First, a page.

West Virginia Priority Topic Investments
Click on any of the tabs below to learn more about each topic.
West Virginia Overdose Investment Snapshot
Combatting the current overdose crisis is a priority for the agency. This page provides an overview of the FY21 CDC Injury Center (NCIPC) overdose investments for the state of West Virginia.
There were 91,799 drug overdose deaths in the United States in 2020 (28.3 deaths per 100,000 standard population), a stark 30% increase from 2019. Approximately 75% of drug overdose deaths in 2020 involved an opioid, with synthetic opioids (e.g., illicitly manufactured fentanyls) accounting for more than 80% of all opioid-involved deaths. Drug overdose deaths involving synthetic opioids increased by 55% and deaths involving psychostimulants (e.g., methamphetamine) increased by 47% from 2019 to 2020. Drug overdose deaths involving cocaine also increased by 22%.
In 2020 in West Virginia there were:
overdose deaths per 100,000 people (age-adjusted)
Source: NVSS – Drug Overdose Deaths
Overdose Data to Action (OD2A)
Public Health and Public Safety
*average award amount
Examples of How West Virginia Is Working to Prevent Overdose
West Virginia organized over 29 quick response teams comprising first responders, law enforcement officers, substance abuse counselors, and peer specialists that deploy and link people who have overdosed to treatment services.
PDMP overdose notification
West Virginia’s prescription drug monitoring program (PDMP) flagged suspected non-fatal overdoses in near-real time, sending an automated email notification to prescribers who have issued any controlled substance within 60 days prior to the overdose incident. Providers were given information about treatment, evidence-based guidelines, and preventing a fatal overdose.
CDC Overdose Prevention Strategies
CDC’s Injury Center plays a critical role in addressing the drug overdose epidemic by driving progress in the five strategic priorities that guide CDC’s response framework for preventing overdoses.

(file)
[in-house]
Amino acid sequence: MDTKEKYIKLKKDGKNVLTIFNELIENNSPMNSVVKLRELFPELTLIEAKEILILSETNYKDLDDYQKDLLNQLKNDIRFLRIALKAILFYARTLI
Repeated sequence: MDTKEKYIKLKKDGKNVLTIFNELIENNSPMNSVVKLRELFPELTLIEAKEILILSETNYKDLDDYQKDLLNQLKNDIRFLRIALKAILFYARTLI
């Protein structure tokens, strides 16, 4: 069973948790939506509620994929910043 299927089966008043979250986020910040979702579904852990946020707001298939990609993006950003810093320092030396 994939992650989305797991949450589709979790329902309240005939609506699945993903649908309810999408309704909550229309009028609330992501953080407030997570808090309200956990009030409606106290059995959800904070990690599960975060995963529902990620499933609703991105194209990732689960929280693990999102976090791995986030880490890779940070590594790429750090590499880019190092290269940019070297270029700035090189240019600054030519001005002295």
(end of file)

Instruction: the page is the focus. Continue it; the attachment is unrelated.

West Virginia Suicide Prevention Investment Snapshot
Preventing suicide is a priority for the agency. This page provides an overview of the FY21 CDC Injury Center (NCIPC) suicide prevention investments for the state of West Virginia.
Suicide is a leading cause of death in the United States. It was responsible for almost 46,000 deaths in 2020, which is about one death every 11 minutes. The number of people who think about or attempt suicide is even higher. In 2020, 12.2 million American adults seriously thought about suicide, 3.2 million planned a suicide attempt, and 1.2 million attempted suicide.
In 2020 in West Virginia there were:
suicide deaths per 100,000 people (age-adjusted)
Source: Suicide Rates by State (cdc.gov)
Emergency Department Surveillance of Nonfatal Suicide-Related Outcomes (ED-SNSRO)
Examples of How West Virginia Is Working to Prevent Suicide
The West Virginia surveillance team reviewed terms that had often been miscoded in hospital records, including suicidal ideation and suicide attempts. As a result, the state team refined terminology to improve data quality.
CDC Suicide Prevention Strategies
Suicide is preventable and there is no single cause, so prevention requires addressing the multiple factors linked to suicide at the individual, relationship, community, and societal levels. As such, CDC is leading a comprehensive approach to suicide prevention. Such an approach aims to prevent people from becoming suicidal in the first place and support people at increased risk. CDC uses data to track and monitor suicide trends, research possible risks and what works to prevent them, and help communities put proven suicide prevention strategies into place.
CDC’s Suicide Prevention Technical Package pdf icon[PDF – 62 pages] outlines seven strategies that are based on the best available evidence to help communities and states focus on prevention activities with the greatest potential to prevent suicide.
- Near Real-Time SurveillanceImproving surveillance – collecting better and more timely data is also an important strategy to better understand, monitor, and prevent suicide and suicidal behavior. Expanding surveillance of nonfatal suicide-related outcomes (e.g., suicide attempts, suicide ideation) can help improve timeliness of data, identify spikes, and inform prevention and response.